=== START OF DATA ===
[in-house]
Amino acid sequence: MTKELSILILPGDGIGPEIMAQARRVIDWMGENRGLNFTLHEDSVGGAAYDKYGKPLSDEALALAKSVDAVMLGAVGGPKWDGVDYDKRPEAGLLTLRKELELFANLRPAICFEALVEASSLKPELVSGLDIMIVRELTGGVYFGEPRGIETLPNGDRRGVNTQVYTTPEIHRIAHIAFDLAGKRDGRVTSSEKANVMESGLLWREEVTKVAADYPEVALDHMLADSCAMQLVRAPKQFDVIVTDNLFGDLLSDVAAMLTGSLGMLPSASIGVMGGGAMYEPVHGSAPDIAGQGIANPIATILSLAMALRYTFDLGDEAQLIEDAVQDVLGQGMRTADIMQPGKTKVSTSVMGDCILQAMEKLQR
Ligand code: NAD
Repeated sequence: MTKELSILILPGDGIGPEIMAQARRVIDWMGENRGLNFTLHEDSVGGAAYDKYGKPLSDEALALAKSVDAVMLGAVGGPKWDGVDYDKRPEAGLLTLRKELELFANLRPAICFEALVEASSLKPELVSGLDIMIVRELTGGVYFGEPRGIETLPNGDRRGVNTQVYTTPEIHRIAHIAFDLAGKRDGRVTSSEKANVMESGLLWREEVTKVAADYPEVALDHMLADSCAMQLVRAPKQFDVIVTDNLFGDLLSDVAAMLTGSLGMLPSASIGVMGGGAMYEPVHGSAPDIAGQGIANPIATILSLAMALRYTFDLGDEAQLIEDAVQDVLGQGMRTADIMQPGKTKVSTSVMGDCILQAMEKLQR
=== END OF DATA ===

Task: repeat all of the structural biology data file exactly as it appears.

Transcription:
[in-house]
Amino acid sequence: MTKELSILILPGDGIGPEIMAQARRVIDWMGENRGLNFTLHEDSVGGAAYDKYGKPLSDEALALAKSVDAVMLGAVGGPKWDGVDYDKRPEAGLLTLRKELELFANLRPAICFEALVEASSLKPELVSGLDIMIVRELTGGVYFGEPRGIETLPNGDRRGVNTQVYTTPEIHRIAHIAFDLAGKRDGRVTSSEKANVMESGLLWREEVTKVAADYPEVALDHMLADSCAMQLVRAPKQFDVIVTDNLFGDLLSDVAAMLTGSLGMLPSASIGVMGGGAMYEPVHGSAPDIAGQGIANPIATILSLAMALRYTFDLGDEAQLIEDAVQDVLGQGMRTADIMQPGKTKVSTSVMGDCILQAMEKLQR
Ligand code: NAD
Repeated sequence: MTKELSILILPGDGIGPEIMAQARRVIDWMGENRGLNFTLHEDSVGGAAYDKYGKPLSDEALALAKSVDAVMLGAVGGPKWDGVDYDKRPEAGLLTLRKELELFANLRPAICFEALVEASSLKPELVSGLDIMIVRELTGGVYFGEPRGIETLPNGDRRGVNTQVYTTPEIHRIAHIAFDLAGKRDGRVTSSEKANVMESGLLWREEVTKVAADYPEVALDHMLADSCAMQLVRAPKQFDVIVTDNLFGDLLSDVAAMLTGSLGMLPSASIGVMGGGAMYEPVHGSAPDIAGQGIANPIATILSLAMALRYTFDLGDEAQLIEDAVQDVLGQGMRTADIMQPGKTKVSTSVMGDCILQAMEKLQR